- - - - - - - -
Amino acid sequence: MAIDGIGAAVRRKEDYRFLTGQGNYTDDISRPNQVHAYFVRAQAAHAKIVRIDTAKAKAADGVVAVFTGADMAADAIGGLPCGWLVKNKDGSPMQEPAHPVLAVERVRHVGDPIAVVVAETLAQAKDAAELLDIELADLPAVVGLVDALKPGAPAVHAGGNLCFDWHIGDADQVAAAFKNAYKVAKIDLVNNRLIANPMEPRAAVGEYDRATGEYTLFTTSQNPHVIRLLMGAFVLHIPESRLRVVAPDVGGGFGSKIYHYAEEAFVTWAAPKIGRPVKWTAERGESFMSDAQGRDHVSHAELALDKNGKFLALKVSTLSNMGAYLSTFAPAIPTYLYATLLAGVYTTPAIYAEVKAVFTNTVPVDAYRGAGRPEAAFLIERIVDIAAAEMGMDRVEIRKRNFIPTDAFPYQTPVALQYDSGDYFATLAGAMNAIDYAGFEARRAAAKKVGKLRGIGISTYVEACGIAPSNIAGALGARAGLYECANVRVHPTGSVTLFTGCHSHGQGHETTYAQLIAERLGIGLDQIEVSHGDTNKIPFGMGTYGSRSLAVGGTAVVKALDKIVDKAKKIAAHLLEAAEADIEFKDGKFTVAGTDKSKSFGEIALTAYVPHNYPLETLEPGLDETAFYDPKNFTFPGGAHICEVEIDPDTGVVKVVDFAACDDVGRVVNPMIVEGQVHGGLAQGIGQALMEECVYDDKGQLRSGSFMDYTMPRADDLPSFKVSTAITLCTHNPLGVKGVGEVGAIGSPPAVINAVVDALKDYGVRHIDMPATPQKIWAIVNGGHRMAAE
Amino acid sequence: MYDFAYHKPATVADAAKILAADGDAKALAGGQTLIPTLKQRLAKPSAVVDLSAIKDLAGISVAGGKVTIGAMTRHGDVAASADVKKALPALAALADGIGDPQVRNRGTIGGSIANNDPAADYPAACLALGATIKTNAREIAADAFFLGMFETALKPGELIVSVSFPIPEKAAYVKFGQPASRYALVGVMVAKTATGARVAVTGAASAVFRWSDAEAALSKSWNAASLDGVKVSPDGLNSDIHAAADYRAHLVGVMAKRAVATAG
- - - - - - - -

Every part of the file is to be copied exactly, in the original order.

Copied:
Amino acid sequence: MAIDGIGAAVRRKEDYRFLTGQGNYTDDISRPNQVHAYFVRAQAAHAKIVRIDTAKAKAADGVVAVFTGADMAADAIGGLPCGWLVKNKDGSPMQEPAHPVLAVERVRHVGDPIAVVVAETLAQAKDAAELLDIELADLPAVVGLVDALKPGAPAVHAGGNLCFDWHIGDADQVAAAFKNAYKVAKIDLVNNRLIANPMEPRAAVGEYDRATGEYTLFTTSQNPHVIRLLMGAFVLHIPESRLRVVAPDVGGGFGSKIYHYAEEAFVTWAAPKIGRPVKWTAERGESFMSDAQGRDHVSHAELALDKNGKFLALKVSTLSNMGAYLSTFAPAIPTYLYATLLAGVYTTPAIYAEVKAVFTNTVPVDAYRGAGRPEAAFLIERIVDIAAAEMGMDRVEIRKRNFIPTDAFPYQTPVALQYDSGDYFATLAGAMNAIDYAGFEARRAAAKKVGKLRGIGISTYVEACGIAPSNIAGALGARAGLYECANVRVHPTGSVTLFTGCHSHGQGHETTYAQLIAERLGIGLDQIEVSHGDTNKIPFGMGTYGSRSLAVGGTAVVKALDKIVDKAKKIAAHLLEAAEADIEFKDGKFTVAGTDKSKSFGEIALTAYVPHNYPLETLEPGLDETAFYDPKNFTFPGGAHICEVEIDPDTGVVKVVDFAACDDVGRVVNPMIVEGQVHGGLAQGIGQALMEECVYDDKGQLRSGSFMDYTMPRADDLPSFKVSTAITLCTHNPLGVKGVGEVGAIGSPPAVINAVVDALKDYGVRHIDMPATPQKIWAIVNGGHRMAAE
Amino acid sequence: MYDFAYHKPATVADAAKILAADGDAKALAGGQTLIPTLKQRLAKPSAVVDLSAIKDLAGISVAGGKVTIGAMTRHGDVAASADVKKALPALAALADGIGDPQVRNRGTIGGSIANNDPAADYPAACLALGATIKTNAREIAADAFFLGMFETALKPGELIVSVSFPIPEKAAYVKFGQPASRYALVGVMVAKTATGARVAVTGAASAVFRWSDAEAALSKSWNAASLDGVKVSPDGLNSDIHAAADYRAHLVGVMAKRAVATAG